Salt Sea Spinphin
|Salt Sea Spinphin|
|Official Name||Salt Sea Spinphin|
|Common Nicknames||Pale Acrobat, Hose’s Dolphin|
|Habitat||Southern Bodies of Aloria|
The Salt Sea Spinphin is a species of dolphin native to the warmer waters of Aloria. Well known over the centuries, perhaps even before the Altalar formed the Allorn Empire, the species is best known for its pale coloration and its unique spinning jump which it performs as a pleasant act of happiness. Additionally, the animal is highly social and has suffered minimal impact over the centuries as few have hunted it for its meat beyond those seeking to cater to certain wealthy crowds.
The Salt Sea Spinphin has interacted with a wide array of Races and Cultures over many centuries, though the first of these is relatively unknown. Certainly the most well published are the Altalar, who encountered the animal perhaps as far back as their pre-Allorn period when they were fragmented into various small nations. Regardless of how far back, this species was rapidly connected with the sea and made synonymous with joy, peace, and the water. It was unfortunately, for this exact reason that Void cultists got to work eradicating them several centuries into their rise. Their work was minor though, and the animals were largely hunted and killed for sport and skill, with a bit of sacrifice on the side for those who were true Void savants. However, when the Allorn Empire collapsed, the reports of interactions with the species democratized and spread as many new nations soon turned to the seas. The earliest of these were the Tolonne, Bragacao and Daendroque Ailor, sailors and traders who encountered the creatures in abundance in the tropical waters of Corontium and Hadaria. Meanwhile for the Altalar, the Fin’ullen with their nautical focus retained and perpetuated the ideas surrounding the animal in Altalar society. As for the Naylar of Hadaria, the rise of the Chrysant Kingdoms saw the animal also gain notoriety there, but it was limited due to general Allar indifference about the sea mammal when it was proven there were no useful alchemical ingredients. Today, the Salt Sea Spinphin is generally well regarded by many Humans and Altalar, and has largely avoided purposeful hunting by anything by their natural predators. Some still seek the exotic pedigree that comes with eating their meat, but such hunts are few and far between.
Salt Sea Spinphins are anywhere from eight and a half to nine feet long and up to 450 pounds heavy depending on their gender and time of year. Their heads are as wide as their bodies, much like other cetaceans, and possess small eyes and a wide mouth at the tip of their body. From there their bodies are generally rotund, possessing a thick build. However, their fins are designed in such a way to help the animal perform the act that gives them their name, spinning in the air when they leap from the water. To this end their fins are long and capable of movement, while the tip of their dorsal fin, found on their mid-back, has been observed to be capable of turning slightly to the left or right. Finally, their bodies end in a small horizontal lunate-shaped tail. The animal’s skin is entirely smooth and colored pale grey, with their underside being entirely white with a clear dividing line along their side. On their upper underside, just beneath their head, is often found a splash of pale pink.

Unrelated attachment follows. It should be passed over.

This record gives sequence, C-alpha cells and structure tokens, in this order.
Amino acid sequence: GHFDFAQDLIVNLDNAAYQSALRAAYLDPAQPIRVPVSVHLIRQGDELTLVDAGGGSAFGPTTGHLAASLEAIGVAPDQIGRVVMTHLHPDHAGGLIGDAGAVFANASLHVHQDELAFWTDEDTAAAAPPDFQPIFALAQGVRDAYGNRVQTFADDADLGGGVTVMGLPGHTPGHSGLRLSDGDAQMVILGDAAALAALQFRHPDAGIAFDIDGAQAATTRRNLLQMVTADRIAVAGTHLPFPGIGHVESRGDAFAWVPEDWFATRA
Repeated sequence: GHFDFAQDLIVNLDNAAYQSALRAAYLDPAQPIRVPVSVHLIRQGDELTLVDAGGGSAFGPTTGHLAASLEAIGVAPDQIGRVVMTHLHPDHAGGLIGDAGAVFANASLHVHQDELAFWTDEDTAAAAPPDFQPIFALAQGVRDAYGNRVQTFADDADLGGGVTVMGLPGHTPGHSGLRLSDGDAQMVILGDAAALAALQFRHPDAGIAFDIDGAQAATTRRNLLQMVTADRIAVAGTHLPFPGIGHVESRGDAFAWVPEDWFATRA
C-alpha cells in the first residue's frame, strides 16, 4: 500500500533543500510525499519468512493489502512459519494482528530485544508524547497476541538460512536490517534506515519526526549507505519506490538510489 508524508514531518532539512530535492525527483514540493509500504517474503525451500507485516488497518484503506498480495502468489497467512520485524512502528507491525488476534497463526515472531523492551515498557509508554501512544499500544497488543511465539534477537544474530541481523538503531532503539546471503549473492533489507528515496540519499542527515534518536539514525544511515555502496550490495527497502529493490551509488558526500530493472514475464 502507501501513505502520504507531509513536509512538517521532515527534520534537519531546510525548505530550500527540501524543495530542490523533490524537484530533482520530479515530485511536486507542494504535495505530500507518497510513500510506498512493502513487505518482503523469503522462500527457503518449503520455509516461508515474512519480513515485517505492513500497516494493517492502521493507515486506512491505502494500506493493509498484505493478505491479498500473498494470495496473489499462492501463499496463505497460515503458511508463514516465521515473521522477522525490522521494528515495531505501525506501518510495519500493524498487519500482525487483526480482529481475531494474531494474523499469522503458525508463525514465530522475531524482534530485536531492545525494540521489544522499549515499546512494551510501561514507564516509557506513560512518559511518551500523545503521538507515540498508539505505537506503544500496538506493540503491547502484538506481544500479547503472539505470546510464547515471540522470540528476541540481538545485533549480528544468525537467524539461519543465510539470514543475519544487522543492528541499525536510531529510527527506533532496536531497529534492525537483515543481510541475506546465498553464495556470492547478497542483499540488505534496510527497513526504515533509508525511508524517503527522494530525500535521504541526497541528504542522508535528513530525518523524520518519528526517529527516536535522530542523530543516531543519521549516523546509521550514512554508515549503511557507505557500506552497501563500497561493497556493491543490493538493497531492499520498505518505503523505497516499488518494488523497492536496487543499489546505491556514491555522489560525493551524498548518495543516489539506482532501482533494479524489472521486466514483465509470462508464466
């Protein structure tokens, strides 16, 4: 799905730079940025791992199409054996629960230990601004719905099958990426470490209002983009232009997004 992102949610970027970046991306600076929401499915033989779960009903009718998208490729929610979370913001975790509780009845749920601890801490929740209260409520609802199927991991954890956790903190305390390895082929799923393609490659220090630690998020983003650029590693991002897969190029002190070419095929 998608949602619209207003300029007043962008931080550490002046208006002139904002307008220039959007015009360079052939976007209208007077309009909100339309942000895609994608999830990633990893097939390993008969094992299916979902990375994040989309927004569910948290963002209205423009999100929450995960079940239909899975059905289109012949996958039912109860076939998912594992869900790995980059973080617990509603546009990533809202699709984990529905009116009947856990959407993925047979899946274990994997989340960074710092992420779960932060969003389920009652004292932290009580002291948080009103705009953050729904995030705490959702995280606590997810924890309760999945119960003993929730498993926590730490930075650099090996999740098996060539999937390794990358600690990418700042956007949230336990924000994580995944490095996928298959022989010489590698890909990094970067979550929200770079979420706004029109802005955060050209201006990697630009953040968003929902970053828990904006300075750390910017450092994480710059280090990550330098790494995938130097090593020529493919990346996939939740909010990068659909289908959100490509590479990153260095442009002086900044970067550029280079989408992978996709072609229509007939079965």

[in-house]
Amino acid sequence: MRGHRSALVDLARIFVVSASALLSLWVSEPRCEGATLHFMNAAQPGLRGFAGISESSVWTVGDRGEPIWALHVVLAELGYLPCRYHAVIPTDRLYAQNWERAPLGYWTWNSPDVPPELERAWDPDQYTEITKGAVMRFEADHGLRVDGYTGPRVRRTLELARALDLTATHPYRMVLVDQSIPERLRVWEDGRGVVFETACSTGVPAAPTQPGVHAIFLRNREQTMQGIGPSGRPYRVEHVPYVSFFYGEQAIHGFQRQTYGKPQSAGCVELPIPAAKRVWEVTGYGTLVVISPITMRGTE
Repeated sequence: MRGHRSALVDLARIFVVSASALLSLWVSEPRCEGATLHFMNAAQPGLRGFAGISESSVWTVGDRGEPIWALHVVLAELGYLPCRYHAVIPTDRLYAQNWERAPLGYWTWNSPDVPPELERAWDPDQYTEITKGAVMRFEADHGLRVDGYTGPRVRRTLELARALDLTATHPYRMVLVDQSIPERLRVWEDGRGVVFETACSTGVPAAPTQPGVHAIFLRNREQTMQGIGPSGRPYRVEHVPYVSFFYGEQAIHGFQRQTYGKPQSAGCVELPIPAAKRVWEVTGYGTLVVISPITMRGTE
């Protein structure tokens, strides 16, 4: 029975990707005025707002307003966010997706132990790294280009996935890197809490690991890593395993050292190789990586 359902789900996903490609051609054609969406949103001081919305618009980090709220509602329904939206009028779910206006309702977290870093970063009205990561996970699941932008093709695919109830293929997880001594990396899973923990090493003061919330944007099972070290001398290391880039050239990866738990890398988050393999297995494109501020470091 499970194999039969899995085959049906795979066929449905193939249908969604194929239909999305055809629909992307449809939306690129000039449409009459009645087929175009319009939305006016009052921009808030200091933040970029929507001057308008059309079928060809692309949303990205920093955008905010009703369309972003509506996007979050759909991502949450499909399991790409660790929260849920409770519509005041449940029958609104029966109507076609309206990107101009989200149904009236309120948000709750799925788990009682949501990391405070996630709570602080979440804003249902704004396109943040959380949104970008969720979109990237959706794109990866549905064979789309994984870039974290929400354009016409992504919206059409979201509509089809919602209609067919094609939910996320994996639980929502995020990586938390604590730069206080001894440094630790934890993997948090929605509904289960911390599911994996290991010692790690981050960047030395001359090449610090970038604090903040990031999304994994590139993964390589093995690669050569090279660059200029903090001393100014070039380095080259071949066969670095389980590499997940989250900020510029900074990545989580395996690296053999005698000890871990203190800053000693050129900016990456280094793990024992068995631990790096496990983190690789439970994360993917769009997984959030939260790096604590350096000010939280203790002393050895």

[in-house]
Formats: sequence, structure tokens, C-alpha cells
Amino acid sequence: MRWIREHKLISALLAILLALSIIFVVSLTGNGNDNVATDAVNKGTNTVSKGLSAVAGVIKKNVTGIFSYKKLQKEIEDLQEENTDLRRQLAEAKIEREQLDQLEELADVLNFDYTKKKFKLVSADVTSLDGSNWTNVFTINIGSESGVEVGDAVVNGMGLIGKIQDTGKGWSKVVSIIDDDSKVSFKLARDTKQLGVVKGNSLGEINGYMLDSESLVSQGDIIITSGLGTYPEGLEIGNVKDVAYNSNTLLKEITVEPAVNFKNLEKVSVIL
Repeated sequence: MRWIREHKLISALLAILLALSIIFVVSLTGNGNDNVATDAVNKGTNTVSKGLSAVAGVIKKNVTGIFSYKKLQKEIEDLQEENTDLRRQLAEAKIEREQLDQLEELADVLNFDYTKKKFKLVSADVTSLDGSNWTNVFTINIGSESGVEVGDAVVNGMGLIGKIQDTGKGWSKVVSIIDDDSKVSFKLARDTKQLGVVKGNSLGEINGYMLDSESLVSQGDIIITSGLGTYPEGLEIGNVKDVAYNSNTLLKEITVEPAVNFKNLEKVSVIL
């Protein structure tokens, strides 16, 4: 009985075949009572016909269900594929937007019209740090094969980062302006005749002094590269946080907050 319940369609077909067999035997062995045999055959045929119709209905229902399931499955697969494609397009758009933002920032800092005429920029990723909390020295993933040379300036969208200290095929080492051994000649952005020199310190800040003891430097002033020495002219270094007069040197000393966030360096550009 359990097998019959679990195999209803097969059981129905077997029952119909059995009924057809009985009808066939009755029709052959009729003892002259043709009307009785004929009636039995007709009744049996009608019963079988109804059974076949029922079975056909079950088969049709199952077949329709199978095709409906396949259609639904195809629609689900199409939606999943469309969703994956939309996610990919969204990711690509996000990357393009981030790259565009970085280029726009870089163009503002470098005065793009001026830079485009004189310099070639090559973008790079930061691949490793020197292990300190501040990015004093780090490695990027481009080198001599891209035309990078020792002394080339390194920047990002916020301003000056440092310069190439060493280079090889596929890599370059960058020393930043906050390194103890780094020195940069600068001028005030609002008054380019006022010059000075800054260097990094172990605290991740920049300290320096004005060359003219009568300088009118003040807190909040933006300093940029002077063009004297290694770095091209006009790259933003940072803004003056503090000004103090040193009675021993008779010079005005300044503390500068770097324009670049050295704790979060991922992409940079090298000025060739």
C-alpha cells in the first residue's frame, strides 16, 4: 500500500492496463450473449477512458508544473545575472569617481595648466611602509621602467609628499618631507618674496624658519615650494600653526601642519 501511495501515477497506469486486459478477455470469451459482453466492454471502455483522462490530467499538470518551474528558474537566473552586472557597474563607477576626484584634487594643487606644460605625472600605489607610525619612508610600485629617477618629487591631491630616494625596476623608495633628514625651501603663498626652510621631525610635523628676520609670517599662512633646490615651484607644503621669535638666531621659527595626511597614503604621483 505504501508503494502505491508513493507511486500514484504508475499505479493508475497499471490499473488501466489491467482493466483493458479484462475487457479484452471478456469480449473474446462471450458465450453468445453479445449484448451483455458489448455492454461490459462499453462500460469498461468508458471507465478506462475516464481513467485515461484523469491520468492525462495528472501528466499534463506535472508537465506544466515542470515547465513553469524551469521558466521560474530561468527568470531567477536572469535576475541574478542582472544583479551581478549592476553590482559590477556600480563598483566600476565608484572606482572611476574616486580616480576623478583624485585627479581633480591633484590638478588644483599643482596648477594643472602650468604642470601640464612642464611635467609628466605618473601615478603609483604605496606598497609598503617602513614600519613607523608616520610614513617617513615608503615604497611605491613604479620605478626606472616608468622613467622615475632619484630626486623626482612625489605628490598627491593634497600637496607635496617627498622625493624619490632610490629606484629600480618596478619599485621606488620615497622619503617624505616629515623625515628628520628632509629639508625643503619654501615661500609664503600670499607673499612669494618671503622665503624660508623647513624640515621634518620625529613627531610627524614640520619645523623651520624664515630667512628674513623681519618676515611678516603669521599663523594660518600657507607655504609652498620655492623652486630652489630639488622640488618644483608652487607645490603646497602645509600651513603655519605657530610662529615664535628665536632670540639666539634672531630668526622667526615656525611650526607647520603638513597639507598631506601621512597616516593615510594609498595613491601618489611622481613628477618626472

Salt Sea Spinphins have no sexual dimorphism, with males and females both capable of reaching the limits of the animal’s size. The only thing that sets them apart is the seemingly random splash of pink that occurs in every one of ten members of their population.
Life Span and Development
Salt Sea Spinphins are born in singular pregnancies, and emerge as smaller versions of their parents, though for those individuals marked with pink, much of their underbelly will be that color during their early years. From there the animal matures and will be of adult size andmentality by the age of ten. The Salt Sea Spinphin can then live for up to 60 years.
Salt Sea Spinphins are frolicing, generally social animals with a deep family connection. Mothers care for their babies with great diligence, and the pod will defend itself as best it can. Additionally, the animals are highly playful with each other: racing, play fighting, and of particular note, jumping out of the water. When they do the latter they almost always spin, usually to the left or right, but particularly energetic members of their species can even do front or backflips. This joyous act, committed by many dolphins, appears enhanced with the Salt Sea Spinphin, though why or how it developed is unknown. As for other features of the animal, they hunt deeper into the water beyond the range of humanoid vision, but are assumed to hunt and eat like other species of dolphin. Finally, Salt Sea Spinphins are known to get along well with Humans and Nelfin. They don’t actively seek Races out, but when they do encounter them, they are just as playful and happy as they are with other members of their species, though depending on the experiences of the individual pod they will avoid contact with boats.
Territory and Groupings
Salt Sea Spinphins live in pods of up to 1000 individuals, though most are a mere hundred or two. They are most commonly found in the Southern Bodies of Aloria and migrate across the local region they are found in. Few pods actually make their way across every and all Southern Bodies, instead often keeping to one, and perhaps two if they are next to each other.
- Salt Sea Spinphins apparently taste naturally like lemon-seasoned chicken, at least according to Ithanian master chef Jean de Pompleburgette.
- One of the Salt Sea Spinphin’s other names is Hose’s Dolphin, a reference to the first Ailor scholar who ever examined a corpse of the animal before deboning it, and then examining its skeleton, Professor Heinrich Hose.